Abbie Branchflower ’14 had a very specific list of things she was looking for when choosing a college. She wanted a small school, with a strong equine program and challenging general academics, a focus on hands-on learning and barns within walking distance. “I wanted a hands-on learning experience within my equine major and a school that would allow me to enjoy the liberal arts – in spite of being a science major.”

The Connecticut resident had to look no further than DelVal. “I have been able to dabble in a bit of everything that I’m interested in here,” Abbie said.

“I can be an equine science major and also be involved with the English and liberal arts departments.” In addition to being recognized with a dressage team award during her first year on the team, Abbie has also been able to enter – and win – writing competitions on campus, including first place for a story in The Gleaner. Overall, she has excelled academically and won a College Scholars Award for being named to Dean’s List each semester.

Experiential learning is a big part of a DelVal education and one of the main reasons Abbie chose the University. These experiences include out-of-classroom opportunities to work with and learn from the horses, as well as class and lab opportunities. “I was unable to participate in a blood-drawing lab in my freshman year due to an injury,” Abbie said. “My professor organized a meeting with a small group of students who had missed the lab and taught us how to draw blood and worked with us until we felt comfortable drawing blood by ourselves.”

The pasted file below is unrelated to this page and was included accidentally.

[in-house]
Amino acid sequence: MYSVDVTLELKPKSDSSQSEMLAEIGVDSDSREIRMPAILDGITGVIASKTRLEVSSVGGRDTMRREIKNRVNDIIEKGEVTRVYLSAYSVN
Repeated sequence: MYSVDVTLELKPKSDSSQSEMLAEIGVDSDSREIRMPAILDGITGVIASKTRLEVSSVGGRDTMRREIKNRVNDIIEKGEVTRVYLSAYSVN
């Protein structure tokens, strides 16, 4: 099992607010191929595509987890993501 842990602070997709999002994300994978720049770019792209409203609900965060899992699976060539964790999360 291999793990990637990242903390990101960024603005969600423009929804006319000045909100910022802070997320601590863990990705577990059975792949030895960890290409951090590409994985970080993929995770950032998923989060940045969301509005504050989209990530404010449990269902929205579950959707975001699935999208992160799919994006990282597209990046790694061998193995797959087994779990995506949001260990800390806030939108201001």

One of Abbie’s favorite things about her DelVal experience is being able to work with the horses outside of the classroom. “I love being able to show the Standardbreds at A-Day,” she said.

In her junior year, Abbie was able to take part in the study abroad partnership the University has with Hartpury College in the United Kingdom. While at Hartpury, Abbie interned in their Equine Therapy Centre. “It was an amazing experience. I got to work with horses on the high speed treadmill and in the Aquafit treadmill, as well as observe ultrasound and interferential treatments.”

After graduation, Abbie hopes to work in equine rehabilitation. “I am most passionate about finding a niche in the equine community where I can help horses and also educate people about responsible horse ownership. Merging that with my love of writing would be the ultimate goal.”